The base of the Russian private Wagner military force in Libya was attacked by unmanned aerial vehicles (UAV). The Libyan government denies involvement.
According to AFP, the attacks on the Al-Kharruba airbase used by the Wagner group in eastern Libya occurred at dawn on June 30.
Libya’s army chief of staff, Mohamad al-Haddad, said the source of the attack was unknown and that the raid did not cause any casualties. He denied the authorities in Tripoli were involved in the attack.
“Our aircraft did not target any target in the East. The news of the incident seems to be aimed at inciting a new war between the Libyan brothers and drawing Libya into a regional conflict,” al-Haddad said.
The Libyan Defense Ministry also affirmed: “We are completely passive by this information. We respect the ceasefire signed in October 2020.” The agency referred to the ceasefire agreement with General Khalifa Haftar to end the offensive on the Libyan capital in the 2019-2020 period.
Libya has been ravaged by civil war since 2011 when Muammar Gaddafi’s government was overthrown.
Libya has two rival governments coexisting in parallel, including the Western interim government located in Tripoli, the other in the east led by General Haftar.
Fighters from Wagner’s private armed forces and others from Chad, Sudan, Niger, and Syria are supporting General Haftar’s government.
Wagner forces have a large presence abroad. The group is believed to be active in at least eight African countries, providing combat services, protecting mining facilities, and ensuring the safety of senior officials. In return, Wagner is involved in protecting the diamond mines, and gold mining areas and can benefit from it.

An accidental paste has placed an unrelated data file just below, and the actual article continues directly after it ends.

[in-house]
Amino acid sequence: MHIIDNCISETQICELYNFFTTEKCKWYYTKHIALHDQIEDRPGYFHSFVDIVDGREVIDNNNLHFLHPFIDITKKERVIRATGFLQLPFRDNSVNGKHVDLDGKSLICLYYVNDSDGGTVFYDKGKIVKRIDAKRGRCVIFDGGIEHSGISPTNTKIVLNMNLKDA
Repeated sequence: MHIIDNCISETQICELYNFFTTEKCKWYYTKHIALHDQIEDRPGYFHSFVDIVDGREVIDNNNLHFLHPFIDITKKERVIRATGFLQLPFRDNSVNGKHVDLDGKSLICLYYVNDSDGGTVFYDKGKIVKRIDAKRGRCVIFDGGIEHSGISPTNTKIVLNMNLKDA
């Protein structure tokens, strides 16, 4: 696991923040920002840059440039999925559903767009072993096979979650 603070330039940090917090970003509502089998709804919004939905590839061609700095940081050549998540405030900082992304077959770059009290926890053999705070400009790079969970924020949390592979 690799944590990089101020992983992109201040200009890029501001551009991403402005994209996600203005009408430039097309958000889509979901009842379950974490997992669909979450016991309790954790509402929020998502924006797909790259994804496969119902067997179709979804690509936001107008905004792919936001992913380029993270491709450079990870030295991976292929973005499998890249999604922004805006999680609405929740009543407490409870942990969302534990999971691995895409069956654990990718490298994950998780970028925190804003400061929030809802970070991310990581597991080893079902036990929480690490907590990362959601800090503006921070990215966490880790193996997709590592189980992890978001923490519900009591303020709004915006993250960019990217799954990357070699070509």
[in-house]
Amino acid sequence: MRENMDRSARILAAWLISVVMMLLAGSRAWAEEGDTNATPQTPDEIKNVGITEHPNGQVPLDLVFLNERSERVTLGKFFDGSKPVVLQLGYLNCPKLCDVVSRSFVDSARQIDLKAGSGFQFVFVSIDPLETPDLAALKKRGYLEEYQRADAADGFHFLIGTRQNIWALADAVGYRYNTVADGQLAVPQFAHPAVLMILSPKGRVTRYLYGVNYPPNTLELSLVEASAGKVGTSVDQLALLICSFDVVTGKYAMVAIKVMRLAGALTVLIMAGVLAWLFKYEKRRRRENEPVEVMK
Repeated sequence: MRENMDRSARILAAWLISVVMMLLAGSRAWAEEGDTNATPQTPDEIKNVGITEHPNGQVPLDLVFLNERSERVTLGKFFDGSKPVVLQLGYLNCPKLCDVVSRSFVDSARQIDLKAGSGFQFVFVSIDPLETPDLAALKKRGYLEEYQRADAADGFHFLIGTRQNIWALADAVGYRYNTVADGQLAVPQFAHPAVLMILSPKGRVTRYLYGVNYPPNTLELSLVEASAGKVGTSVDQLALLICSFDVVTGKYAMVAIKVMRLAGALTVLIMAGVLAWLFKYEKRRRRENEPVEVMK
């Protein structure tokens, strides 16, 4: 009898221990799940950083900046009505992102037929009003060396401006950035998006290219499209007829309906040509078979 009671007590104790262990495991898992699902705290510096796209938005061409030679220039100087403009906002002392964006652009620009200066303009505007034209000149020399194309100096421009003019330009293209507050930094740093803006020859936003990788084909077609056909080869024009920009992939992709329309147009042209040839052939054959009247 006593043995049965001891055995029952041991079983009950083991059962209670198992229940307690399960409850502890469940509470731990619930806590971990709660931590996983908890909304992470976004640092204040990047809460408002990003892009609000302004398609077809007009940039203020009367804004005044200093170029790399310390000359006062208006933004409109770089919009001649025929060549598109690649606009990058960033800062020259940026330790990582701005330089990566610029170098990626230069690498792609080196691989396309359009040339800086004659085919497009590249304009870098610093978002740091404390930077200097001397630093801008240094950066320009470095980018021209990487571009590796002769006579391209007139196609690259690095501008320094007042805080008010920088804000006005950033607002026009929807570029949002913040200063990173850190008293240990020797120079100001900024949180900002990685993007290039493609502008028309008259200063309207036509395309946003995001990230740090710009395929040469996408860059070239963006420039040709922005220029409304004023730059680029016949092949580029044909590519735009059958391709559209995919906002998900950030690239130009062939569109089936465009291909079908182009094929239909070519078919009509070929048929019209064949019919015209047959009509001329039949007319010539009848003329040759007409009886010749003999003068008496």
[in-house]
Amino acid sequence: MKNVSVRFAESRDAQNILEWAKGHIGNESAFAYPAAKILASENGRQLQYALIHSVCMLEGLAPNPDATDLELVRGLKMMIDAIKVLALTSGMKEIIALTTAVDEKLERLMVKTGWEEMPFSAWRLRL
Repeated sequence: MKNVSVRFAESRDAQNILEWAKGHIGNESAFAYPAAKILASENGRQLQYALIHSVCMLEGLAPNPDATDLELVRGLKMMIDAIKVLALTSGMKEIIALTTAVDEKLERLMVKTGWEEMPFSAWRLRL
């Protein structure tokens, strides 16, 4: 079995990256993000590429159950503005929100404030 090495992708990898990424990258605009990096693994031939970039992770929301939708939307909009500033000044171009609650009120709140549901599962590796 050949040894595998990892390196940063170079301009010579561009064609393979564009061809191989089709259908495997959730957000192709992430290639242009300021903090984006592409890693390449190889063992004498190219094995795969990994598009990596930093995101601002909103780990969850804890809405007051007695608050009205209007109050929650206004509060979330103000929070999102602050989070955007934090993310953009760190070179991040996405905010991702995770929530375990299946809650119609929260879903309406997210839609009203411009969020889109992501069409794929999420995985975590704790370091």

After Wagner’s June 24 rebellion, Russian Foreign Minister Sergei Lavrov said Wagner would continue to operate in Africa. However, in his latest comment on June 30, Lavrov emphasized that future contracts between Wagner and African countries are the matter of their governments.
Since last weekend’s riots, Wagner tycoon Yevgeny Prigozhin has not commented on the future of the private military, and he has largely disappeared from the public eye . Under the agreement with Russia, Prigozhin agreed to move to Belarus, but it is not clear whether Wagner will move its headquarters to the country.
The New York Times newspaper, citing satellite images of Planet Labs (USA) on June 26, said that Belarus is rapidly building some temporary works at an abandoned military base, believed to be for Wagner forces. stationed in this country.
A more than 32,300 square meter sports field in the converted fenced military facility is filled with at least six rows of what appear to be temporary structures, like large tents. Satellite images also show similar construction in vacant areas next to the sports field.
In another related development, independent news site Hajun reported that a field camp with a capacity of nearly 9,000 people has been built in Belarus. According to satellite images, this field barracks has about 300 tents. This is likely where Wagner will be stationed after the failed rebellion in Russia. However, the presence of military equipment in this area has not yet been recorded.
Flight tracking data shows that the plane linked to Wagner has gone back and forth between Russia and Belarus many times since the failed rebellion. However, both Russia and the West admit that they do not know the whereabouts of Mr. Prigozhin.
“We do not have reliable information to determine his whereabouts. The Pentagon says that part of Wagner’s force is still in Ukraine, but it is unclear how many and what mission,” the spokesman said. White House National Security Council spokesman John Kirby on June 30 said.